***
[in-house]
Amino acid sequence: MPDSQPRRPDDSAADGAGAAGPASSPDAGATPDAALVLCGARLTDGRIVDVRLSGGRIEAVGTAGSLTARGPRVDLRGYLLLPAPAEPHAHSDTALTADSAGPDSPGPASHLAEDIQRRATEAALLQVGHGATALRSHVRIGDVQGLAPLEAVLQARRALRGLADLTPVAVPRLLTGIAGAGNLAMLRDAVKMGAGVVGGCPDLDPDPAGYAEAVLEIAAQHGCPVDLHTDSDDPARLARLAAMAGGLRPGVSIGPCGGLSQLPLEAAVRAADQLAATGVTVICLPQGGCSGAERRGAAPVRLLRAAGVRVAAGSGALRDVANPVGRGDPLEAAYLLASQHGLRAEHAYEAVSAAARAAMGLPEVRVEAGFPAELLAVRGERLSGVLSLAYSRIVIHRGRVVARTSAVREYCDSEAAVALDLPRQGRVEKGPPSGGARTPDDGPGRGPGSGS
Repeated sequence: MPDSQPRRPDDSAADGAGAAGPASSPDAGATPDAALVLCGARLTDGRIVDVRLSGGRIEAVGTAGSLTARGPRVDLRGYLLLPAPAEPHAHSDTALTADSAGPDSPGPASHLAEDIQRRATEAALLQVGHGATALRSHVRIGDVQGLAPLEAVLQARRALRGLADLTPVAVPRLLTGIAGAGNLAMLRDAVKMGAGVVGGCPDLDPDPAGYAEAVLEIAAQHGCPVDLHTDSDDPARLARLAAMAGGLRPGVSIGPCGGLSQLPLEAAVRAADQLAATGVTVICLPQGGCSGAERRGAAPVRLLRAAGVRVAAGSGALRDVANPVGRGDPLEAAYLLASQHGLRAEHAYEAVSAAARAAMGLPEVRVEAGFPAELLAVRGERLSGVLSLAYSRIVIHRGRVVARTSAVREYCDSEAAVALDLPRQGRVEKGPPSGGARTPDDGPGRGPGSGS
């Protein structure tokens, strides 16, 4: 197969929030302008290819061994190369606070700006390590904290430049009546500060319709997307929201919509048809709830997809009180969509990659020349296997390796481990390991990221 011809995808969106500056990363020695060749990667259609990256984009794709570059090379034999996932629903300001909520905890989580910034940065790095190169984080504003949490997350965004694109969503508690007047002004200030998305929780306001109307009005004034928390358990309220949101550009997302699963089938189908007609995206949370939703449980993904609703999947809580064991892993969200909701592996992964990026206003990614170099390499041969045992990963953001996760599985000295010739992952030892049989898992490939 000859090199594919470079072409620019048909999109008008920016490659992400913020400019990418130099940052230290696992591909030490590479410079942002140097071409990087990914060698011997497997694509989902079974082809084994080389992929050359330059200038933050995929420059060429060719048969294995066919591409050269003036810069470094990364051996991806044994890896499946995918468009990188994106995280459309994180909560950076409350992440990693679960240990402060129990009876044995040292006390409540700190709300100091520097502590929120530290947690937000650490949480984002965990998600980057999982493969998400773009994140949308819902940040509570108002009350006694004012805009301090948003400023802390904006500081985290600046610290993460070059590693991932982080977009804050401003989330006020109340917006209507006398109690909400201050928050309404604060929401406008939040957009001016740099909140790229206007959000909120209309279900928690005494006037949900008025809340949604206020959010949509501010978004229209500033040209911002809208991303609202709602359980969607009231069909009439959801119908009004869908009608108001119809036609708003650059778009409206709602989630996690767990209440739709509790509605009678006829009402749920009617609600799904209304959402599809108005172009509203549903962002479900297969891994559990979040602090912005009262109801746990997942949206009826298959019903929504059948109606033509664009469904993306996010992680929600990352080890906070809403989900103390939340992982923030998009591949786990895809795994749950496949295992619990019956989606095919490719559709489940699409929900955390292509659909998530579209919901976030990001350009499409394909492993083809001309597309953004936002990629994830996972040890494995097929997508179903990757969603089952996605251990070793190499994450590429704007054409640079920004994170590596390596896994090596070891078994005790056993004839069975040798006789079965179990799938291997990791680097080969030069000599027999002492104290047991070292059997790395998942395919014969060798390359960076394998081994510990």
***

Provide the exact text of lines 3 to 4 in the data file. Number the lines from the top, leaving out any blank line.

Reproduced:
Repeated sequence: MPDSQPRRPDDSAADGAGAAGPASSPDAGATPDAALVLCGARLTDGRIVDVRLSGGRIEAVGTAGSLTARGPRVDLRGYLLLPAPAEPHAHSDTALTADSAGPDSPGPASHLAEDIQRRATEAALLQVGHGATALRSHVRIGDVQGLAPLEAVLQARRALRGLADLTPVAVPRLLTGIAGAGNLAMLRDAVKMGAGVVGGCPDLDPDPAGYAEAVLEIAAQHGCPVDLHTDSDDPARLARLAAMAGGLRPGVSIGPCGGLSQLPLEAAVRAADQLAATGVTVICLPQGGCSGAERRGAAPVRLLRAAGVRVAAGSGALRDVANPVGRGDPLEAAYLLASQHGLRAEHAYEAVSAAARAAMGLPEVRVEAGFPAELLAVRGERLSGVLSLAYSRIVIHRGRVVARTSAVREYCDSEAAVALDLPRQGRVEKGPPSGGARTPDDGPGRGPGSGS
């Protein structure tokens, strides 16, 4: 197969929030302008290819061994190369606070700006390590904290430049009546500060319709997307929201919509048809709830997809009180969509990659020349296997390796481990390991990221 011809995808969106500056990363020695060749990667259609990256984009794709570059090379034999996932629903300001909520905890989580910034940065790095190169984080504003949490997350965004694109969503508690007047002004200030998305929780306001109307009005004034928390358990309220949101550009997302699963089938189908007609995206949370939703449980993904609703999947809580064991892993969200909701592996992964990026206003990614170099390499041969045992990963953001996760599985000295010739992952030892049989898992490939 000859090199594919470079072409620019048909999109008008920016490659992400913020400019990418130099940052230290696992591909030490590479410079942002140097071409990087990914060698011997497997694509989902079974082809084994080389992929050359330059200038933050995929420059060429060719048969294995066919591409050269003036810069470094990364051996991806044994890896499946995918468009990188994106995280459309994180909560950076409350992440990693679960240990402060129990009876044995040292006390409540700190709300100091520097502590929120530290947690937000650490949480984002965990998600980057999982493969998400773009994140949308819902940040509570108002009350006694004012805009301090948003400023802390904006500081985290600046610290993460070059590693991932982080977009804050401003989330006020109340917006209507006398109690909400201050928050309404604060929401406008939040957009001016740099909140790229206007959000909120209309279900928690005494006037949900008025809340949604206020959010949509501010978004229209500033040209911002809208991303609202709602359980969607009231069909009439959801119908009004869908009608108001119809036609708003650059778009409206709602989630996690767990209440739709509790509605009678006829009402749920009617609600799904209304959402599809108005172009509203549903962002479900297969891994559990979040602090912005009262109801746990997942949206009826298959019903929504059948109606033509664009469904993306996010992680929600990352080890906070809403989900103390939340992982923030998009591949786990895809795994749950496949295992619990019956989606095919490719559709489940699409929900955390292509659909998530579209919901976030990001350009499409394909492993083809001309597309953004936002990629994830996972040890494995097929997508179903990757969603089952996605251990070793190499994450590429704007054409640079920004994170590596390596896994090596070891078994005790056993004839069975040798006789079965179990799938291997990791680097080969030069000599027999002492104290047991070292059997790395998942395919014969060798390359960076394998081994510990």